The first action we’ll use is the Set Application Directory action.  This action will search the machine for a designated assembly that will identify the current installation directory.  The action has some configuration options available and should be configured based on where the existing application is expected to be found.  For this example we’ll assume that if we don’t find it in the program files directories it’s not present.  We set the assembly’s name that we’re searching for.  If the file is not found, we’ll set a default path to be used as this applications installation directory.  We’ll use the %ProgramFiles% environment variable.  Whatever directory is set will then be placed into a Shared Property that will be used in following actions.

Search for Existing Application Directory

Second Action – Read Version Number

Now that we know where the application is installed, the next step is to determine what application version is installed.  This example will use the .Net assembly version, but its possible that determining the existing version might require something else.  This action will read the assembly version of the defined assembly, and if the assembly can’t be found, we’ll set a default value of 0.1.  The determined version will then be placed in a CurrentVersion Shared Property that will be used in the final action of this update.

Read Existing Version Number

Third Action – Set Update Version

The final action will use the CurrentVersion Shared Property to set the AppLife Manager version stamp for the application.  Set the action to use an explicit version, and then use the shared property determined in the previous action.  When this update gets executed, the version value written here should match the actual version number of the currently installed software.

Set the Version Stamp

Create the Update Package that will install the Current Version

For the machines that had the existing software installed, we’re ready to create update packages that will deploy future versions.  But for the machines that didn’t have the existing application installed, the next update package should perform a full installation, and target version 0.1 and higher.  We’ll create an update package to version 2.0 of My Existing Application.  This package will simply package up the entire installation directory and place it in the designated installation directory.  Non-trivial applications might require more actions, but just about anything is possible.

Install the Latest Version

Note that the path to the folder to copy files from is relative to the local working directory that is set up when first creating the application builder profile. The working directory can be changed in the project settings dialog.

This action simply packages every file in the local directory and places them in the defined target client folder when the update is executed.  This is the application directory discovered or set in the 0.1 update.

In Conclusion

This is the recommended method to start maintaining an application that is already deployed using AppLife.  By using AppLife Manger we avoid any source code integration into the application being maintained. The flexibility that using AppLife packages provides in maintaining deployed software opens the opportunity to use AppLife for application that doesn’t currently have a maintenance process built into it.  AppLife Manager needs only be deployed once on deployed clients and once deployed, can maintain many applications.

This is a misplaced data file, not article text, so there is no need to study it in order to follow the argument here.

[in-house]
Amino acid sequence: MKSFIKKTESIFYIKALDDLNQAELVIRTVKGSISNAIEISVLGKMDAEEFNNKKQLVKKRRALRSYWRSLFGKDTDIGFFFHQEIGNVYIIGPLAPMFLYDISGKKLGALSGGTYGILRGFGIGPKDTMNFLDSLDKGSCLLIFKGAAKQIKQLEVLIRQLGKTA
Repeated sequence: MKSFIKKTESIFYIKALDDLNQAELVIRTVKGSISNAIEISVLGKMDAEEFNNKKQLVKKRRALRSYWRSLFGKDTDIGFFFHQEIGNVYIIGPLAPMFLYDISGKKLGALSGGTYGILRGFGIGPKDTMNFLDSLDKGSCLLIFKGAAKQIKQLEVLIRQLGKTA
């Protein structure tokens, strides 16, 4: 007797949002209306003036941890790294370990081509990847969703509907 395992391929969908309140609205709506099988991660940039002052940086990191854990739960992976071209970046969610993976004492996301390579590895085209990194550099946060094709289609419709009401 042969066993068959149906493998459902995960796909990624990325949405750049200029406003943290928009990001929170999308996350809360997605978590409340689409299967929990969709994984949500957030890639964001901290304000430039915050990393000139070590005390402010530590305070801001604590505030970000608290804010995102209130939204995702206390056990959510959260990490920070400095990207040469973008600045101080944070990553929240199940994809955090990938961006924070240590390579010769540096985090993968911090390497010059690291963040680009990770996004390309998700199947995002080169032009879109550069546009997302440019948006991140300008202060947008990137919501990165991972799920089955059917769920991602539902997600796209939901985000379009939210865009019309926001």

Application Master Passcode

When a deployed application discovers and downloads an AppLife package, the first action taken is a verification of the package using the Public Key value that is already present on the client and the update package signature that comes with the package. Digital signature validation using asynchronous cryptology. If the downloaded update package fails validation, it is never loaded or executed. There are many reasons why a downloaded update package might fail validation, but whatever the reason, a failed validation means that the update package is not identical to the package that was built and published by the author.

Validation ensures that the package that is about to be applied on a deployed client is the exact package that was created and published. The validity of the authentication process performed by AppLife is completely dependent on the sanctity of the project’s private key. This validation process ensures that it is not possible for a third party to create a package that could ever be applied through your software.

So if your AppLife Cloud account was compromised, would your application private keys be at risk? Yes they would, and this could potentially lead to a third party having the ability publish a privileged update package that your deployed clients would apply. Securing your AppLife Cloud account through strong passwords, two-factor authentication, and Publishing IP Address Filtering significantly reduces the probability of a compromised account. Beyond these, another action that can be taken to secure your deployed clients is to implement a Master Passcode on your individual applications.

A master passcode is added to your application locally through AppLife Builder. Navigate to your project settings dialog and open the Security tab. When a master passcode is provided, AppLife Builder uses the code to encrypt the application keypair before transmitting application data to the AppLife Cloud. The master pass code is never transmitted and only stored locally if elected to be.

If a unique passcode is applied to your application, the passcode is never transmitted and an update for the application can never be created without it.

A master passcode provides maximum protection against a compromised AppLife Cloud account, as a final secret that is required but never shared. With this protection comes the reality that a master passcode can never be recovered if forgotten. If a master passcode is forgotten, your deployed clients are forever disconnected from the remote update capabilities provided by AppLife.

For maximum protection from your update process ever being used to compromise your deployed clients, choose and implement a unique strong master passcode.